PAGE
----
The program is similar to Google's APP (Advanced Protection Program), aimed at protecting users with sensitive information and high visibility, putting them at a greater risk of online attacks. It stops suspicious account access attempts and incorporates strict checks before downloading softwares and files on Gmail and Chrome. Users eligible for Facebook Protect will be informed via a Facebook prompt, with an option to enable the advanced security features along with identifying potential problems like weak passwords, that can be easily hacked by actors for gaining access to FB accounts. 

The announcement came a week after Apple announced to notify targeted users of threat notifications by state-sponsored hackers. These notifications would be sent via email and iMessage notifications to the phone numbers and addresses linked with Apples users' IDs. Meta said "over the next several months, we’re going to carefully expand this requirement globally. We’re encouraged by our early findings and will continue to improve Facebook Protect over time."

1.5 Billion Facebook Users Data Breach or a Scam?


Facebook, Messenger, Instagram, and WhatsApp were all down for 7 hours worldwide meanwhile unknown hackers allegedly stole 1.5 billion Facebook users’ data and sold it on the dark web, the Russian Privacy Affairs agency confirmed in its recent findings. The data includes user names, email addresses, addresses, locations, and phone numbers, as per RPA's findings. 

“It’s the biggest and most significant Facebook data dump to date– about three times greater than the April leak of 533 million phone numbers,” the publication noted.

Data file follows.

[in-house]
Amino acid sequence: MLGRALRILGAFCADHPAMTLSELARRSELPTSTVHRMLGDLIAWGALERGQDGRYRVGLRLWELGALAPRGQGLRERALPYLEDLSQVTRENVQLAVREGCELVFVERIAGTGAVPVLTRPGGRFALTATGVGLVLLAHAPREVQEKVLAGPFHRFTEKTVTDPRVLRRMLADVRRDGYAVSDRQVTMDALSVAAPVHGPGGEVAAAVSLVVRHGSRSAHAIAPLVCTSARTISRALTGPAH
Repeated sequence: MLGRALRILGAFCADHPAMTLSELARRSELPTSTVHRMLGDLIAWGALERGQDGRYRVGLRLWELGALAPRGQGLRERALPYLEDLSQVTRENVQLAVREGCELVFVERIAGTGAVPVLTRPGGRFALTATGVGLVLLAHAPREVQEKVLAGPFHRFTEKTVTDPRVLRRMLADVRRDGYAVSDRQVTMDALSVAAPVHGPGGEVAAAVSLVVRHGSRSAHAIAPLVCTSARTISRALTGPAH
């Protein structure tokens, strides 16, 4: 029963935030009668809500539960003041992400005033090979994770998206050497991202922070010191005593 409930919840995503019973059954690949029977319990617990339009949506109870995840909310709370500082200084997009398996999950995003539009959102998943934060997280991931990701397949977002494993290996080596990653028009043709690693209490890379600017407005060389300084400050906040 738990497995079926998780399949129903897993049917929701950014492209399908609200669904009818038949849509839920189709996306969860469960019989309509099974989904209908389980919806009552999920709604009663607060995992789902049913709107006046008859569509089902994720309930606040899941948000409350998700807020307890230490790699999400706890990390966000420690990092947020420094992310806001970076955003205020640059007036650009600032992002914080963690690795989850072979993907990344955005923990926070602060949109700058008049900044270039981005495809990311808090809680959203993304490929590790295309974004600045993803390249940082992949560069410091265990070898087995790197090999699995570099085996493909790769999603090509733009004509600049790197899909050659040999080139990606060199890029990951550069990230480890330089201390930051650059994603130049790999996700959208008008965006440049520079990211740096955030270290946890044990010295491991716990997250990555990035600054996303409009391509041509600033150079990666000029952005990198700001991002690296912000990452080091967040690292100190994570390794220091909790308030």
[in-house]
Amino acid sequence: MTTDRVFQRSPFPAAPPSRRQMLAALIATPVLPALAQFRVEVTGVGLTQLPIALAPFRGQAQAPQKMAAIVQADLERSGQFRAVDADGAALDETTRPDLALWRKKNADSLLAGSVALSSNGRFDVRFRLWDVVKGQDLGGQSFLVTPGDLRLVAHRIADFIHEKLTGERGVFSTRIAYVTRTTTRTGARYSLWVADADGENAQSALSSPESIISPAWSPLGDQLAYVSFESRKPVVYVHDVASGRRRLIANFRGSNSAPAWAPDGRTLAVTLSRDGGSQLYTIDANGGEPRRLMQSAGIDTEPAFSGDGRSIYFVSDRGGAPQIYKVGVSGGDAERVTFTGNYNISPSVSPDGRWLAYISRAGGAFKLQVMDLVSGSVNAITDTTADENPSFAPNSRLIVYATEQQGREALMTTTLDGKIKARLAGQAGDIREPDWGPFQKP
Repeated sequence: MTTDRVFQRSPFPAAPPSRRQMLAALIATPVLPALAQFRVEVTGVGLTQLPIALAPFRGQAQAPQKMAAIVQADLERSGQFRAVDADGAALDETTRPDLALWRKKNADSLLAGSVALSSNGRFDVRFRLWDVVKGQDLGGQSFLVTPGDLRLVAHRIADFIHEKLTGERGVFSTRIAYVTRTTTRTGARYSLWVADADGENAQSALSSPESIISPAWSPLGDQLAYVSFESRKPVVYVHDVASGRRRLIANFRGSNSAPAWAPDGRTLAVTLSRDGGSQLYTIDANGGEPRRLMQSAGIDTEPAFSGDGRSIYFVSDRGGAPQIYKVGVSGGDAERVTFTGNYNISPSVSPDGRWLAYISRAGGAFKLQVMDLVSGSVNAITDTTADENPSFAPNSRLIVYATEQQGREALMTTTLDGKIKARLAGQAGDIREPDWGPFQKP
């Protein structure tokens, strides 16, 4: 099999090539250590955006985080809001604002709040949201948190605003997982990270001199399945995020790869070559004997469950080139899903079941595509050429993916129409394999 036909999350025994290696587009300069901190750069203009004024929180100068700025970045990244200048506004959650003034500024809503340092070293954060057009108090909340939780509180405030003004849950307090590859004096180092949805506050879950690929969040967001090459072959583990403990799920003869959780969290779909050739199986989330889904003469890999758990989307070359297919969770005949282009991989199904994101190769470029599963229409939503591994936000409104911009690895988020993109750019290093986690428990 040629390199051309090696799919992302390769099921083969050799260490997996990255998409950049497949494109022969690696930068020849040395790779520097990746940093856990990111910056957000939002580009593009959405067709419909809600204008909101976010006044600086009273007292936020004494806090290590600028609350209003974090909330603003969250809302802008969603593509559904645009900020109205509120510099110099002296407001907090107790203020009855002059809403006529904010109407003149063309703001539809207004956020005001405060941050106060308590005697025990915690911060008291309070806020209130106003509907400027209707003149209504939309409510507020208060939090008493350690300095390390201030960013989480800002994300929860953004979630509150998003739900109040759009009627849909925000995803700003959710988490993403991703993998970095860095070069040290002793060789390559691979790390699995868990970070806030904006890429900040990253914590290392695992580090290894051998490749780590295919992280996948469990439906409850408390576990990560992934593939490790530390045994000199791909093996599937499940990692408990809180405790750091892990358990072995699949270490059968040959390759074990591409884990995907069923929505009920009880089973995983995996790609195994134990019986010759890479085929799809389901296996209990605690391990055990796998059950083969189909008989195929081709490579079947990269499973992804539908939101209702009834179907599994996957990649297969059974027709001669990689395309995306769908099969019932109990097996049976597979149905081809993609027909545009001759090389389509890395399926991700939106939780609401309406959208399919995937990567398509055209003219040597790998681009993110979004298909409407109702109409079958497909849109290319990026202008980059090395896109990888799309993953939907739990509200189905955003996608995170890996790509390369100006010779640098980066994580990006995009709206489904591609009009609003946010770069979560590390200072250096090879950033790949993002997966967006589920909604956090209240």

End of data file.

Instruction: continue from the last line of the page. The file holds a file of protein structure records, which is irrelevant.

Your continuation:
However, while responding to the security incident, Facebook siad that “this was old data and the security vulnerability responsible had been patched back in 2019”. 

At present, it is yet to be confirmed if the RPA's findings are legitimate or not. However, some people reported that they tried to buy Facebook users’ data. However, after paying $5,000 amount to the hackers in exchange for data, the buyers got nothing, hence the probability of a scam underneath is on the cards. 

The fact that the buyers who paid the hackers in an attempt to buy the stolen data got nothing could be proof that the group's claims of having stolen data are baseless. However, security experts still suggest all Facebook users stay vigilant for unusual activities on their accounts. 

At a Senate subcommittee hearing with a Facebook whistle-blower on Tuesday, Senator Marsha Blackburn from Tennessee said, “News broke yesterday that the private data of over 1.5 billion — that’s right, 1.5 billion — Facebook users are being sold on a hacking forum.” “That’s its biggest data breach to date,”  the subcommittee’s ranking Republican member further added.